It’s certainly been a hectic day for Research In Motion Ltd (NASDAQ:BBRY). The rumor mill is running at full speed, BlackBerry’s share price took a hit at the open after an analyst predicted poor smartphone sales results, and there’s even talk that Research In Motion Ltd (NASDAQ:BBRY) will sell all or part of itself — again. As if BlackBerry CEO Thorsten Heins doesn’t have enough on his plate, much of which he brought on himself by saying things like Apple Inc. (NASDAQ:AAPL)‘s iPhone is out of date and that tablets will become obsolete in five years, among other head-scratchers. Heins’ comments aside, the shame is that the nearly 15% stock appreciation Research In Motion Ltd (NASDAQ:BBRY) shareholders have enjoyed the past month or so just came to a screeching halt.
Z10 and Q10 sales
The bad news first: Today’s 5% drop in BlackBerry’s stock price was largely due to a report from a Pacific Crest Securities analyst indicating that production cuts on the new Z10 and Q10 devices are imminent. The upside for BlackBerry shareholders is that the headline paints a gloomier picture than what reality shows. According to the analyst, Research In Motion Ltd (NASDAQ:BBRY) is producing between 1.5 million and 2 million smartphones a month — not bad, considering the Q10 is offered in only limited markets.
The problem, according to Pacific Crest Securities, is that Research In Motion Ltd (NASDAQ:BBRY) is selling only an estimated 1 million to 1.25 million units a month. Clearly, the math doesn’t add up, and the result will be reduced production at some point in the not-too-distant future. The reasoning’s logical, but it neglects to factor in a key point: The much-anticipated Q10 hasn’t been rolled out in the U.S. yet. With its physical keyboard, a favorite feature of U.S. BlackBerry fans, the Q10 should give device sales a much-needed boost.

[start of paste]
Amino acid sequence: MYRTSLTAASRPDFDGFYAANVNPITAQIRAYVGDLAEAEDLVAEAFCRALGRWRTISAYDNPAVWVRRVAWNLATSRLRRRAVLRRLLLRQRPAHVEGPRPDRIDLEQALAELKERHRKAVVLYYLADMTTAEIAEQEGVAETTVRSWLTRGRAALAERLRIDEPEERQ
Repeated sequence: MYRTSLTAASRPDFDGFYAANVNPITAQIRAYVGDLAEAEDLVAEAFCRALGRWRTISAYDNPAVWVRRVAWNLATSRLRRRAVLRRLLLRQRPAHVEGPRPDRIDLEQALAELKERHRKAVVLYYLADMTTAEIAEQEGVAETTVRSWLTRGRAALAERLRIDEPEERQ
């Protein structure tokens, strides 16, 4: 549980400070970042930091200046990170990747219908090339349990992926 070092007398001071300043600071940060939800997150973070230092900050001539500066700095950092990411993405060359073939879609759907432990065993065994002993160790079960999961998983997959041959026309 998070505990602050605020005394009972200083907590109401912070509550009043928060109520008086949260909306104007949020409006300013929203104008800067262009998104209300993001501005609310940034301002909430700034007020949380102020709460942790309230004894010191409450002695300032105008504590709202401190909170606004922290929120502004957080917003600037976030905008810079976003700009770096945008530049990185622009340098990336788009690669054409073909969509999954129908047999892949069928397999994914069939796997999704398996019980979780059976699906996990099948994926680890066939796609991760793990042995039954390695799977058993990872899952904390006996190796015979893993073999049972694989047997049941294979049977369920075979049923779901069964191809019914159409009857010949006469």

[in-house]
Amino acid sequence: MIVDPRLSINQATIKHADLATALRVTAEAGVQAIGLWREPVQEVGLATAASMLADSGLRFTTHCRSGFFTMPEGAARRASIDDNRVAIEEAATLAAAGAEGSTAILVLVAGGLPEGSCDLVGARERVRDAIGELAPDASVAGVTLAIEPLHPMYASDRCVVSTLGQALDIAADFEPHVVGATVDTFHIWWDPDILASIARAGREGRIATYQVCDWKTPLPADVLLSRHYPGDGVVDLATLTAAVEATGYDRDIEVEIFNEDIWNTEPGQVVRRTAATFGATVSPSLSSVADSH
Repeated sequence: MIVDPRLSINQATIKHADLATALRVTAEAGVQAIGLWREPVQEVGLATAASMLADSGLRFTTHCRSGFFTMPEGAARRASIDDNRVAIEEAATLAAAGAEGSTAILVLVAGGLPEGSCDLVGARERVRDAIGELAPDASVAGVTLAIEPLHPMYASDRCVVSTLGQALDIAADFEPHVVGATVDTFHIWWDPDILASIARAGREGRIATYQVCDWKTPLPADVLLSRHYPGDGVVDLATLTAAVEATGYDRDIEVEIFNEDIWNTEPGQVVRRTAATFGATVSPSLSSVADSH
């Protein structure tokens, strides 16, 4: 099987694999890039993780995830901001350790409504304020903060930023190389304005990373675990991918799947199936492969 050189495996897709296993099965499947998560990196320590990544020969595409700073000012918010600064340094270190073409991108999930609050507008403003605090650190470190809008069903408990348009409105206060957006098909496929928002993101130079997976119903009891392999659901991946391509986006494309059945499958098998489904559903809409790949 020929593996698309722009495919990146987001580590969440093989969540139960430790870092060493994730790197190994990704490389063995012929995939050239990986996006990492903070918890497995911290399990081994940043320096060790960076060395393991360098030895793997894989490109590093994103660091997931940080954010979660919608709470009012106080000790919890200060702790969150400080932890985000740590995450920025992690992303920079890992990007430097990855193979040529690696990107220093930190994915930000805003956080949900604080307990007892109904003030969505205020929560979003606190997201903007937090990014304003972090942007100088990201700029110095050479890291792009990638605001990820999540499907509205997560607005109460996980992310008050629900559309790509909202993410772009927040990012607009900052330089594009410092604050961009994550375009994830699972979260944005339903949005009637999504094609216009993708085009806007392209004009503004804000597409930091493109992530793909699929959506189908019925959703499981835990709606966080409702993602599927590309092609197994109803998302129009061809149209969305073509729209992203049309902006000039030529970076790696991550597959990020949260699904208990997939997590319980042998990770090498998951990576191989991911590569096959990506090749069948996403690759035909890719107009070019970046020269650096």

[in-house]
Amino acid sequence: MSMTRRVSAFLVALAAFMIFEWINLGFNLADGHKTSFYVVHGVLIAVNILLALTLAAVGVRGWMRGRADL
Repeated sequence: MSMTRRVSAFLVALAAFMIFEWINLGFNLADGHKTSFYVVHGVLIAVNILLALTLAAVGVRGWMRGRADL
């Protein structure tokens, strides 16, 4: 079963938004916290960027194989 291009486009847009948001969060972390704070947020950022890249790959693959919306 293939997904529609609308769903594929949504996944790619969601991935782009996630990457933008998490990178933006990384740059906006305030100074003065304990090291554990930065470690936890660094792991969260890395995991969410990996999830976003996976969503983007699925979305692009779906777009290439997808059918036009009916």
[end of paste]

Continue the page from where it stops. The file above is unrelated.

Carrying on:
Another phone in the mix?
As mentioned on more than one occasion, Research In Motion Ltd (NASDAQ:BBRY) faces the same challenge Apple Inc. (NASDAQ:AAPL) does with its iPhone: Both are high-end, high-cost units, limiting their opportunities in emerging markets, especially as international carriers are unwilling or unable to subsidize pricing. Apple either has a mid-market phone in the works or will never offer anything other than premium iPhones, depending on which rumor you adhere to. But a lower-cost iPhone, just as with BlackBerry, is what needs to happen for both device makers to gain some traction.
Like Apple Inc. (NASDAQ:AAPL), Research In Motion Ltd (NASDAQ:BBRY) boasts a strong balance sheet, but it’s not sitting on $145 billion in cash and selling 37 million smartphone sales a quarter as Apple is. Apple’s last quarter was seen as “disappointing” because it had “only” a 6.5% jump in iPhone sales — a problem BlackBerry would love to have.
It was in early March when Heins squelched rumors that Research In Motion Ltd (NASDAQ:BBRY) would make a low-end phone, saying, “This is not BlackBerry.” But that doesn’t appear to have stopped Heins from exploring the mid-range smartphone market, assuming the rumors that an “R10” device will hit the streets are true. Apparently, the R10 looks and acts much like the Q10, but with a little less of everything. For shareholders, an R10, or whatever it may end up being called, could give BlackBerry the kick-start it needs to get back on track.